It is rather late to be transplanting leeks, but like everything else this year, I am at least a month behind. Leeks can be sown in a seed bed or seed trays; it seems that the traditional seed bed has somewhat declined in popularity, and I prefer the latter for convenience. However, I then prefer to transplant from small seed trays to larger trays, spacing them properly so that they can develop into strong plants before I move them to their final location. Today, with Dad’s help, we finally moved them into the designated bed.
The bed had been covered with weed suppressing membrane over winter to prevent weeds taking over. A sprinkling of fish, blood and bone was added, then raked in. The leeks are planted in deep holes so that, when harvested, there is a good length of sweet white blanched stem. I use the handle from a broken garden fork, with the end sharpened to a point, to serve as a dibber. It is important to make a good diameter hole, and the fork handle is ideal. A piece of tape is useful to mark the appropriate depth for planting. We spaced five holes across the 4’ bed, although I have planted a bit closer in the past with good results.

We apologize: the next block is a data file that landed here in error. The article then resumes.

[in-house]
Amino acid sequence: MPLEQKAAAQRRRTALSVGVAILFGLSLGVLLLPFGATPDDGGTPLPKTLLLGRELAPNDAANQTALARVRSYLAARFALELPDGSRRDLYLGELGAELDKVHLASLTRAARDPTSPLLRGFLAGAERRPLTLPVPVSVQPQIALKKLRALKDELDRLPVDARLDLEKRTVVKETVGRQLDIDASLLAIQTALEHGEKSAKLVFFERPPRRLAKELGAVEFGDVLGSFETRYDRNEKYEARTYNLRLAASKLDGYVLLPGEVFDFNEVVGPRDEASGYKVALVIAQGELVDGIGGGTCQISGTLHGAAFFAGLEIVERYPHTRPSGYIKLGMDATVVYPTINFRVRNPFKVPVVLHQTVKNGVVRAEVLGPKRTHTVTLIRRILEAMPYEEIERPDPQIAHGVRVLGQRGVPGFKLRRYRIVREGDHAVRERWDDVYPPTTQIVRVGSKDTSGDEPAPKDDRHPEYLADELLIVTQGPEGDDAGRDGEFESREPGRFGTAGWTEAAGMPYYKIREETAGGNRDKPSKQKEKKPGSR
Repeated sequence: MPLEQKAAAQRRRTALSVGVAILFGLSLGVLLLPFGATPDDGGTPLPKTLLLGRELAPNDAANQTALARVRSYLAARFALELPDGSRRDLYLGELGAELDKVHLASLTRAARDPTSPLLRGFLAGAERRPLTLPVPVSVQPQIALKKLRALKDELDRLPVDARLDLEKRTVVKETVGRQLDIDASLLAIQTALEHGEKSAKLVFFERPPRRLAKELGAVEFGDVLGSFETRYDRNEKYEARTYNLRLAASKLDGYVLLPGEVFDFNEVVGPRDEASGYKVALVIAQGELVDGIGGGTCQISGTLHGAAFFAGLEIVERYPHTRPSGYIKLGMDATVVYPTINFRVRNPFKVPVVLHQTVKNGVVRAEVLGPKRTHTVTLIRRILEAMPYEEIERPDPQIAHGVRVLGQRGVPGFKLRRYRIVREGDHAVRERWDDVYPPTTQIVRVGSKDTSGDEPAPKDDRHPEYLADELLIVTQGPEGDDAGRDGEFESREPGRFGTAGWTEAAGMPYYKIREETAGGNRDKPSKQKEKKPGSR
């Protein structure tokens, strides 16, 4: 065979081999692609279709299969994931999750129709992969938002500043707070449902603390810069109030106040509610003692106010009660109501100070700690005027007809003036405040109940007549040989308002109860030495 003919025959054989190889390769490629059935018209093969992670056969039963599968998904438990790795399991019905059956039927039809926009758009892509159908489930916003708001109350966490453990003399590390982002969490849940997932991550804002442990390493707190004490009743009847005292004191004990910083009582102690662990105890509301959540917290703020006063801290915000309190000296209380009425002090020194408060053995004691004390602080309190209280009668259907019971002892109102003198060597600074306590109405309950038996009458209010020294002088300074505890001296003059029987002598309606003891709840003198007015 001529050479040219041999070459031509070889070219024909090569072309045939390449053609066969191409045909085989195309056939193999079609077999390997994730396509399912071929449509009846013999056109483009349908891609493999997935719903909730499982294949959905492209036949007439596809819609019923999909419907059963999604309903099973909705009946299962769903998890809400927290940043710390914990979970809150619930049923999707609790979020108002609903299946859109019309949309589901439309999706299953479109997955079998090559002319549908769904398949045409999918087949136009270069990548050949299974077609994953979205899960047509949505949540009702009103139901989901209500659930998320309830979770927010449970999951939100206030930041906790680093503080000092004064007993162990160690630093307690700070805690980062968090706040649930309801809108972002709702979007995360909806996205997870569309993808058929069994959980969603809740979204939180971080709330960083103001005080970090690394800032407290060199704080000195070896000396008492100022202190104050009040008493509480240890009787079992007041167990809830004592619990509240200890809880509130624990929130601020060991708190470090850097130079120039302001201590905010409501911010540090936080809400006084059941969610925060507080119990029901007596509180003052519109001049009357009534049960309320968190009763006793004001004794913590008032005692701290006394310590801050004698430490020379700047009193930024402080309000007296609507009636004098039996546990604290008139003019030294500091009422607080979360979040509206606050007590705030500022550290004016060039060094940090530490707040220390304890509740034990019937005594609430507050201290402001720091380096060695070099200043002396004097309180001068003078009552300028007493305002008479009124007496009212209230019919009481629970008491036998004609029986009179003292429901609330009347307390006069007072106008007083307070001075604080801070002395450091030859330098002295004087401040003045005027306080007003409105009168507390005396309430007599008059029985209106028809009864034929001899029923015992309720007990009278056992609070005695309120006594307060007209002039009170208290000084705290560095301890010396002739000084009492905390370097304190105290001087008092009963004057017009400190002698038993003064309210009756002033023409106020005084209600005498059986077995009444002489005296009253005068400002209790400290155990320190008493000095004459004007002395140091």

The leek seedlings were teased out of the tray, carefully separating the roots. These were then trimmed to suit the holes. The leaves were also trimmed; when disturbing or trimming the roots, it is a good idea to reduce the leaf area to lessen transpiration, so that the remaining roots can satisfactorily maintain those leaves. I have seen articles suggesting that trimming the roots and/or the leaves is unnecessary, but this is the traditional method and has worked well for me in the past. The young leeks are inserted into the holes; rotating them as they are lowered can help keep the roots together.
The holes are not filled in; some soil will no doubt drop into the hole, but the leeks will also swell to fill the space. They must be watered in immediately. The easiest way is to use a small watering can without the rose attachment. Enough water is carefully poured in to fill the hole. This will wash sufficient soil down to cover the roots and settle them in. We will be keeping a close eye on them for the next few weeks, ensuring that they receive plenty of water, until the roots become properly established. Once successfully transplanted, leeks are a fairly low maintenance crop.